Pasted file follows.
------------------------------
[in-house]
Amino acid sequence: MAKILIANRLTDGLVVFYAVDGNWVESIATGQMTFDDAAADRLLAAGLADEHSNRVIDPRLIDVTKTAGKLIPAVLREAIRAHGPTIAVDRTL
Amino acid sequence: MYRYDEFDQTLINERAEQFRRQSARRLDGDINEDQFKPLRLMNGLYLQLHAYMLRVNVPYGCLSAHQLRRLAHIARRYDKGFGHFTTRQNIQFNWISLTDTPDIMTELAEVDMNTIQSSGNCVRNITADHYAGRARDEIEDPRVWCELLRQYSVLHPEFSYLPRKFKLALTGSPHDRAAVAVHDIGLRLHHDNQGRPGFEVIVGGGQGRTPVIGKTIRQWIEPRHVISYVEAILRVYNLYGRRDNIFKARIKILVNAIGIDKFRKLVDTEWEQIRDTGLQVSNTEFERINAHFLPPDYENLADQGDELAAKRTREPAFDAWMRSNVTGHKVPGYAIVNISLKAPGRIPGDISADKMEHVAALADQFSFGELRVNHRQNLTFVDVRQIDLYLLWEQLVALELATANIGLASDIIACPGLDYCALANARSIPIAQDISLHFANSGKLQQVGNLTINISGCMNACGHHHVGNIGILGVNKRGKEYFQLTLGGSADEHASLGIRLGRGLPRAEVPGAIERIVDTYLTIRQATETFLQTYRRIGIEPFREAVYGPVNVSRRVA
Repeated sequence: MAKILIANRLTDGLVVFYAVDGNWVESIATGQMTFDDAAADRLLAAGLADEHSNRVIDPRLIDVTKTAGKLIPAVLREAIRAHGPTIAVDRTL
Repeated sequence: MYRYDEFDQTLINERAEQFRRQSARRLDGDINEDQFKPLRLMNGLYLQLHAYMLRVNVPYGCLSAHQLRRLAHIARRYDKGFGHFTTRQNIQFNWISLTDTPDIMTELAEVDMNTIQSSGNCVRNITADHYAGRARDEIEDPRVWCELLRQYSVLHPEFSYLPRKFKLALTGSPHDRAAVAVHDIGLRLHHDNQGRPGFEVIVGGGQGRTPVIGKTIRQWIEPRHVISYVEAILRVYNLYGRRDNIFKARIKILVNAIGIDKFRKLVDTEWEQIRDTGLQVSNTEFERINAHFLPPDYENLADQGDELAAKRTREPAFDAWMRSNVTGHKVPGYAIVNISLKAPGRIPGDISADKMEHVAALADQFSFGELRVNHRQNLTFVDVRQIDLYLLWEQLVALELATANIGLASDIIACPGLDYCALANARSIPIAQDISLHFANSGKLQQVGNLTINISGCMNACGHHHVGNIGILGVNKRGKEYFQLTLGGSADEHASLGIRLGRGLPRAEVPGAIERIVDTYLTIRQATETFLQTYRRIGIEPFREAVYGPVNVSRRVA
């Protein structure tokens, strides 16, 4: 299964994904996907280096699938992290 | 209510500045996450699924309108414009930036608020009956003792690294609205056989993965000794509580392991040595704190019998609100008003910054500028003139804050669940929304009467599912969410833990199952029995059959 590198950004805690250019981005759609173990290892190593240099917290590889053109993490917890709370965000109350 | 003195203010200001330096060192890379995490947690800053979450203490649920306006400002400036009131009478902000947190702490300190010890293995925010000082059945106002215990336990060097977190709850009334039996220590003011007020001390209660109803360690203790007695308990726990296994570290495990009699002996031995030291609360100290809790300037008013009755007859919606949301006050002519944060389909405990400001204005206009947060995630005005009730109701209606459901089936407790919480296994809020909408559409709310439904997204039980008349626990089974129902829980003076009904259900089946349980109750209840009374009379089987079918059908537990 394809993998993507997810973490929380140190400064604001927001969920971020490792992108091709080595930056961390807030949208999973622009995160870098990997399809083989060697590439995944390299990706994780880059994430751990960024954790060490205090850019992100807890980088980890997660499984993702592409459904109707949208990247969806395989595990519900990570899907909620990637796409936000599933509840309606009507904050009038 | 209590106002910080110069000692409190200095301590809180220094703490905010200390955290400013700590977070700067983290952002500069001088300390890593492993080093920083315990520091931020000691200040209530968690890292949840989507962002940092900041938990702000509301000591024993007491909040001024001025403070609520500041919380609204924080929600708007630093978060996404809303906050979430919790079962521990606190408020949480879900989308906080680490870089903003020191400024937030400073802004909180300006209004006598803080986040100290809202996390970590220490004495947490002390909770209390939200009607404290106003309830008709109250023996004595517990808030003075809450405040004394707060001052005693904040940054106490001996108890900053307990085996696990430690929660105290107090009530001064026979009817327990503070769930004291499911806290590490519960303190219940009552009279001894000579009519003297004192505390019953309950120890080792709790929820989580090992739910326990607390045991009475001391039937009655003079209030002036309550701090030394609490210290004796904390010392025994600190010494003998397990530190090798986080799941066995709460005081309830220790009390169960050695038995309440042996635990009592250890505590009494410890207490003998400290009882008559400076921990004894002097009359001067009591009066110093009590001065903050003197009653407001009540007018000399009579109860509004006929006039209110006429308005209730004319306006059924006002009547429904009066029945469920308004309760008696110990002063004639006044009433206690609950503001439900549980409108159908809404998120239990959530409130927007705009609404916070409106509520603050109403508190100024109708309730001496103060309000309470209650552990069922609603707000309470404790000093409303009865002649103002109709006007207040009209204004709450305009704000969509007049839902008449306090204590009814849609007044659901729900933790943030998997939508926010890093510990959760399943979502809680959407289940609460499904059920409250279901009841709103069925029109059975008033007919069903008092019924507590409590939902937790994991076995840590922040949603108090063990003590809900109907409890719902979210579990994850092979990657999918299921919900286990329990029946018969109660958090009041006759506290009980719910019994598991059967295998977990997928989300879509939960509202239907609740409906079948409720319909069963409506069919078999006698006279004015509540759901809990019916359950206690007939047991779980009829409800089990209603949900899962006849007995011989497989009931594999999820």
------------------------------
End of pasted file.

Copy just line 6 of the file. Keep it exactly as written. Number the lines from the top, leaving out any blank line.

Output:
């Protein structure tokens, strides 16, 4: 299964994904996907280096699938992290 | 209510500045996450699924309108414009930036608020009956003792690294609205056989993965000794509580392991040595704190019998609100008003910054500028003139804050669940929304009467599912969410833990199952029995059959 590198950004805690250019981005759609173990290892190593240099917290590889053109993490917890709370965000109350 | 003195203010200001330096060192890379995490947690800053979450203490649920306006400002400036009131009478902000947190702490300190010890293995925010000082059945106002215990336990060097977190709850009334039996220590003011007020001390209660109803360690203790007695308990726990296994570290495990009699002996031995030291609360100290809790300037008013009755007859919606949301006050002519944060389909405990400001204005206009947060995630005005009730109701209606459901089936407790919480296994809020909408559409709310439904997204039980008349626990089974129902829980003076009904259900089946349980109750209840009374009379089987079918059908537990 394809993998993507997810973490929380140190400064604001927001969920971020490792992108091709080595930056961390807030949208999973622009995160870098990997399809083989060697590439995944390299990706994780880059994430751990960024954790060490205090850019992100807890980088980890997660499984993702592409459904109707949208990247969806395989595990519900990570899907909620990637796409936000599933509840309606009507904050009038 | 209590106002910080110069000692409190200095301590809180220094703490905010200390955290400013700590977070700067983290952002500069001088300390890593492993080093920083315990520091931020000691200040209530968690890292949840989507962002940092900041938990702000509301000591024993007491909040001024001025403070609520500041919380609204924080929600708007630093978060996404809303906050979430919790079962521990606190408020949480879900989308906080680490870089903003020191400024937030400073802004909180300006209004006598803080986040100290809202996390970590220490004495947490002390909770209390939200009607404290106003309830008709109250023996004595517990808030003075809450405040004394707060001052005693904040940054106490001996108890900053307990085996696990430690929660105290107090009530001064026979009817327990503070769930004291499911806290590490519960303190219940009552009279001894000579009519003297004192505390019953309950120890080792709790929820989580090992739910326990607390045991009475001391039937009655003079209030002036309550701090030394609490210290004796904390010392025994600190010494003998397990530190090798986080799941066995709460005081309830220790009390169960050695038995309440042996635990009592250890505590009494410890207490003998400290009882008559400076921990004894002097009359001067009591009066110093009590001065903050003197009653407001009540007018000399009579109860509004006929006039209110006429308005209730004319306006059924006002009547429904009066029945469920308004309760008696110990002063004639006044009433206690609950503001439900549980409108159908809404998120239990959530409130927007705009609404916070409106509520603050109403508190100024109708309730001496103060309000309470209650552990069922609603707000309470404790000093409303009865002649103002109709006007207040009209204004709450305009704000969509007049839902008449306090204590009814849609007044659901729900933790943030998997939508926010890093510990959760399943979502809680959407289940609460499904059920409250279901009841709103069925029109059975008033007919069903008092019924507590409590939902937790994991076995840590922040949603108090063990003590809900109907409890719902979210579990994850092979990657999918299921919900286990329990029946018969109660958090009041006759506290009980719910019994598991059967295998977990997928989300879509939960509202239907609740409906079948409720319909069963409506069919078999006698006279004015509540759901809990019916359950206690007939047991779980009829409800089990209603949900899962006849007995011989497989009931594999999820």